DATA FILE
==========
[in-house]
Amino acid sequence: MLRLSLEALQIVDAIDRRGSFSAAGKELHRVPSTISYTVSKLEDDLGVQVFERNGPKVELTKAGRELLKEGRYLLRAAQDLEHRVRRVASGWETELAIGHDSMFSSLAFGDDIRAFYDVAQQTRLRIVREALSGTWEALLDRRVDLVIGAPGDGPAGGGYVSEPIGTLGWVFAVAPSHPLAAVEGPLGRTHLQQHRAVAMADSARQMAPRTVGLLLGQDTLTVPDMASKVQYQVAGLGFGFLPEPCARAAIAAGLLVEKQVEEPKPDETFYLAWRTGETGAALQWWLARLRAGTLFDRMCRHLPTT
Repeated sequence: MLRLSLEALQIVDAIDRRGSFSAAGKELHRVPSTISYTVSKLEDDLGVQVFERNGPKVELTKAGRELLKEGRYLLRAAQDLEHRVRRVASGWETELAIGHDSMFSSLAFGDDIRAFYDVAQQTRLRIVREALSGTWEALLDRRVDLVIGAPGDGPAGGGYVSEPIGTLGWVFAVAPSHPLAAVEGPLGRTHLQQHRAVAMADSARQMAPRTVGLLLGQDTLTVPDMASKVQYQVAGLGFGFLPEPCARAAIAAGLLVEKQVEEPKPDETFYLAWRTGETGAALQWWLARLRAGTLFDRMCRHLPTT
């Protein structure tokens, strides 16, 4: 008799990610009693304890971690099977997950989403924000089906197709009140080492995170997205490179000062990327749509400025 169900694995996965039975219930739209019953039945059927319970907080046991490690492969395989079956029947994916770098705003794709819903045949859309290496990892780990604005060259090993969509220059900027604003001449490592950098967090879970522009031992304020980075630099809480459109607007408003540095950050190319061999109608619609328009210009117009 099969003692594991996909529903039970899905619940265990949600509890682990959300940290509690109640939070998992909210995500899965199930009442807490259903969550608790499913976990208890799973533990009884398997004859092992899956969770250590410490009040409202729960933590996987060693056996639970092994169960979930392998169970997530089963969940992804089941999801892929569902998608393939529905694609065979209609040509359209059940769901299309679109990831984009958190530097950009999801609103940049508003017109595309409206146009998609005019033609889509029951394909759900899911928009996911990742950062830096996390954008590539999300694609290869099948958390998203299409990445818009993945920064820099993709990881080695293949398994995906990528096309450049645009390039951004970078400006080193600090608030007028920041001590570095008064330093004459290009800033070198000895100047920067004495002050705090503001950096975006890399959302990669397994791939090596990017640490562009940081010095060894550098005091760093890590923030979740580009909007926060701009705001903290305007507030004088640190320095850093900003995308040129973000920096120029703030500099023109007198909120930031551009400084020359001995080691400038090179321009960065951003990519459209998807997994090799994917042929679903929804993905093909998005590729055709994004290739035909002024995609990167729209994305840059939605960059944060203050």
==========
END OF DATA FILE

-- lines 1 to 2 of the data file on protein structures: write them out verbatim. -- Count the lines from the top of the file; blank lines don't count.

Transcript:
[in-house]
Amino acid sequence: MLRLSLEALQIVDAIDRRGSFSAAGKELHRVPSTISYTVSKLEDDLGVQVFERNGPKVELTKAGRELLKEGRYLLRAAQDLEHRVRRVASGWETELAIGHDSMFSSLAFGDDIRAFYDVAQQTRLRIVREALSGTWEALLDRRVDLVIGAPGDGPAGGGYVSEPIGTLGWVFAVAPSHPLAAVEGPLGRTHLQQHRAVAMADSARQMAPRTVGLLLGQDTLTVPDMASKVQYQVAGLGFGFLPEPCARAAIAAGLLVEKQVEEPKPDETFYLAWRTGETGAALQWWLARLRAGTLFDRMCRHLPTT